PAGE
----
- See more at: http://blogtimenow.com/blogging/automatically-redirect-blogger-blog-another-blog-website/#sthash.6XeXEVt9.dpuf The Curiosity Project: Curb Your Curiosity: Elsy & Vine

23 July 2012

Curb Your Curiosity: Elsy & Vine

There have been several weeks with a Curb interview and I'm really missing them, so here's a super-inspiring one from the lovely Claire of Elsy & Vine. Claire's collection of retro inspired knitted homewares stole my heart from the moment I saw them. They're deliciously eye-catching, kitsch to perfection and I want to fill my entire home with stacks of her cushions. Prepare to loose control of those purse strings...

• Introduce yourself to us! 
Hello!  I'm a knit and print trained textile designer with a passion for family, home, love and lambswool! I'm the wrong side of 35 with 2 teenagers, a dog and fabulously patient husband who often comes home to the likes of clouds on the back of the sofa and knitted trees blocking the dining room door!

• Describe your style…
My work is fun. It's very often inspired by childhood memories, and I regularly come back to those slightly gritty sandy UK holidays we all had in the 70's and 80's (today's kids don't know what they missed out on!) I work mostly with lambswool, I love how versatile it can be and of course with today's technologies it can come in many different guises, although to be honest I mostly knit and wash to slightly felt and rely on the surface pattern and shape to make the piece pop.  I'm also keen on the idea of layering. I appreciate how modern life has 'layers'; it has to multi task. A family home can be a playground by day but an adults retreat by night and I like the idea of layering my pieces to suit the real need of a family home. I'm keen for my pieces to be child friendly, tactile and fun but resilient to real life.

• What do you love about the medium you work in? 
I love knitting!  I love how its one of man's longest known skills and here we are STILL knitting be it by hand or on a machine. Just think, some fabulous fashion forward cavewoman whipped up comforts and clothing for her family with a couple of sticks and a bit of sheep. Amazing! Of course with the advent of modern technology the yarns available are amazing, and the posibilities are so exciting. I would love to spend a year with a CAD technician all to myself to just experiment and mix different yarns to create an untold wealth of fabrics...but hey ho!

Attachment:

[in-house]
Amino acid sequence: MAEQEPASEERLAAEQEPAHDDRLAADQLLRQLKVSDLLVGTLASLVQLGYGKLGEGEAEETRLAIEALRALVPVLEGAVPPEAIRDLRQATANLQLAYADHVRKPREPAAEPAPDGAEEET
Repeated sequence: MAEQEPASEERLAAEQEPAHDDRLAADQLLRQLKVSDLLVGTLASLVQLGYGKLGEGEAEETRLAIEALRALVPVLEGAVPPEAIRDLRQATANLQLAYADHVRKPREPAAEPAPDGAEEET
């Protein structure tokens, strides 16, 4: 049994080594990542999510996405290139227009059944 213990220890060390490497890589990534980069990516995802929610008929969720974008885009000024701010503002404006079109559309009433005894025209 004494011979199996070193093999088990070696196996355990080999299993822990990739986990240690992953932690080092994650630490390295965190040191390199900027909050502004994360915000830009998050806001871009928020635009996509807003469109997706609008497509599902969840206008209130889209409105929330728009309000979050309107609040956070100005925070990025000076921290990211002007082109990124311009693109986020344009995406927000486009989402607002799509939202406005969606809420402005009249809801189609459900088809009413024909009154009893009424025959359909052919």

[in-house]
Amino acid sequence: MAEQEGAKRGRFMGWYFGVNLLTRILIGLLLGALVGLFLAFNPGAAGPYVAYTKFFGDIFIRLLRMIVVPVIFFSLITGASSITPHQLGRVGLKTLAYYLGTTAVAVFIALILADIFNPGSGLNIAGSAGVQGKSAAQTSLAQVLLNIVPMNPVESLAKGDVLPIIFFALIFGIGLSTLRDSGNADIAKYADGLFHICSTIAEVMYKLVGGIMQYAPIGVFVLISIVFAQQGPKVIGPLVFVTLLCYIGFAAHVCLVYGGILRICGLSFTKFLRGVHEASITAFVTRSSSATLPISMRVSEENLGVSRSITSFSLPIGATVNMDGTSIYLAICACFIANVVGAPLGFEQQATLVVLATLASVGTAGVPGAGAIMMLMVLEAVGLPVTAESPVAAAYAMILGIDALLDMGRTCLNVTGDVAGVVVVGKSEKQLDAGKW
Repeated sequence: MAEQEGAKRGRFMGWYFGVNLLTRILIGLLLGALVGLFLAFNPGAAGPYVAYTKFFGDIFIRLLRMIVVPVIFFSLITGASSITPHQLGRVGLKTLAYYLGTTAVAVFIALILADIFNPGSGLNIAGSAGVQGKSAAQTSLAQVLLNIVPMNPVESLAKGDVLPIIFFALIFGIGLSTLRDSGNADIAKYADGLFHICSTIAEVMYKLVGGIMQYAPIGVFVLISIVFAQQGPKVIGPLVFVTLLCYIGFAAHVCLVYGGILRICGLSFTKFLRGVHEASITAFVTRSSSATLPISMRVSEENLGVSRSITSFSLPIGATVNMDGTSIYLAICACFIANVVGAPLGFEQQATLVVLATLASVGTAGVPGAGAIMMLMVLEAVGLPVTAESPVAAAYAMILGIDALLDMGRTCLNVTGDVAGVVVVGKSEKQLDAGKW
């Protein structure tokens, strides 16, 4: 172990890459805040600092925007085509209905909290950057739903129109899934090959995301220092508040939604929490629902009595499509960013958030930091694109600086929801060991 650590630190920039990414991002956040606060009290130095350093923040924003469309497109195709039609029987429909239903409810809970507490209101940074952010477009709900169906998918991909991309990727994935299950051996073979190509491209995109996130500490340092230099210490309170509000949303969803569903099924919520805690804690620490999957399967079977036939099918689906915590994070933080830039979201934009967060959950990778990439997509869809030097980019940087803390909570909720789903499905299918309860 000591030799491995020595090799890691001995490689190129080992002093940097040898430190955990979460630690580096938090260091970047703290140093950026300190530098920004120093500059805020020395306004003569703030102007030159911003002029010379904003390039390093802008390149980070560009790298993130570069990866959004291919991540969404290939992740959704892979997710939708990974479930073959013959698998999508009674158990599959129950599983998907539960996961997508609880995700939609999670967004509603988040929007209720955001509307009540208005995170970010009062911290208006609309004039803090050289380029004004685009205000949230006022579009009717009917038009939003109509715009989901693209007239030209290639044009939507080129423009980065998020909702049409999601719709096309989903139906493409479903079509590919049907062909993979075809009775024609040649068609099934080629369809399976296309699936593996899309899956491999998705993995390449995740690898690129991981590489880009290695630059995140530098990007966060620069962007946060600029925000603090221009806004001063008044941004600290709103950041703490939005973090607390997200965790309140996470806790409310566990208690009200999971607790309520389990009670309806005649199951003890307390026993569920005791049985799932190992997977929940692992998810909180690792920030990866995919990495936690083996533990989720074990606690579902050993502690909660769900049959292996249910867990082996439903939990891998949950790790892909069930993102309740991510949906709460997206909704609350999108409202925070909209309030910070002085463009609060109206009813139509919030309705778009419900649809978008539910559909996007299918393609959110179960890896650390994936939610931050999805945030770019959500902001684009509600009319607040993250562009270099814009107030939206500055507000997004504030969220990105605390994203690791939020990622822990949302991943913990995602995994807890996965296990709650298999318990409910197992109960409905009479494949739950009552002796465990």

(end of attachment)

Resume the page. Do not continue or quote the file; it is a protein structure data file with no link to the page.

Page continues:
• Where do you find your inspiration- who or what inspires you? 
So, so many things inspire me; a snippet of conversation, a flash of an image on the television, a magazine scrap. I like to keep up to date with future trend predictions although for the most part each collection evolves from a title. I love magazines both online and printed, and very often a seed is planted from an image or article. My mother hides her magazines, I’m not sure why, but she gets a bit cross when she finds sections missing from her magazine pages!  

• How do you translate your inspiration into a design?
I have realised all my collections or pieces have titles which I very often use as a starting point, words and titles float around my head. I’ll start collecting images, found items, visit a couple of inspiring shops, visit the kids section in the library or book shop and start building a mood board. Sometimes I’ll have an idea kicking around my head for a couple of years. At the moment I’m desperately trying to remove the moustaches from my head!  Sometimes I have an idea but no title, this generally causes a bit of chaos in my mind and until the title comes to me, I’m unable to develop the work (bit of OCD there!) Once I’ve got the beginnings of a mood board I’ll start developing ideas in my sketch book which I’ll translate to my knitting machine. The relationship between my sketchbook and knitting machine is a close one, it can take days of sampling and playing before I get something right, sometimes it becomes a bit too intense and I have to move away and start working on something else. Invariably, when this happens I’ll have one of those 3 o clock in the morning flashes of inspiration and be raring to get back to it. Once I’ve developed a product or collection, I’ll let it sit on my desk for a few weeks.  It gives me a chance to see it from a distance, to let it settle. Then if needs be I’ll go back to it and give it a tweek.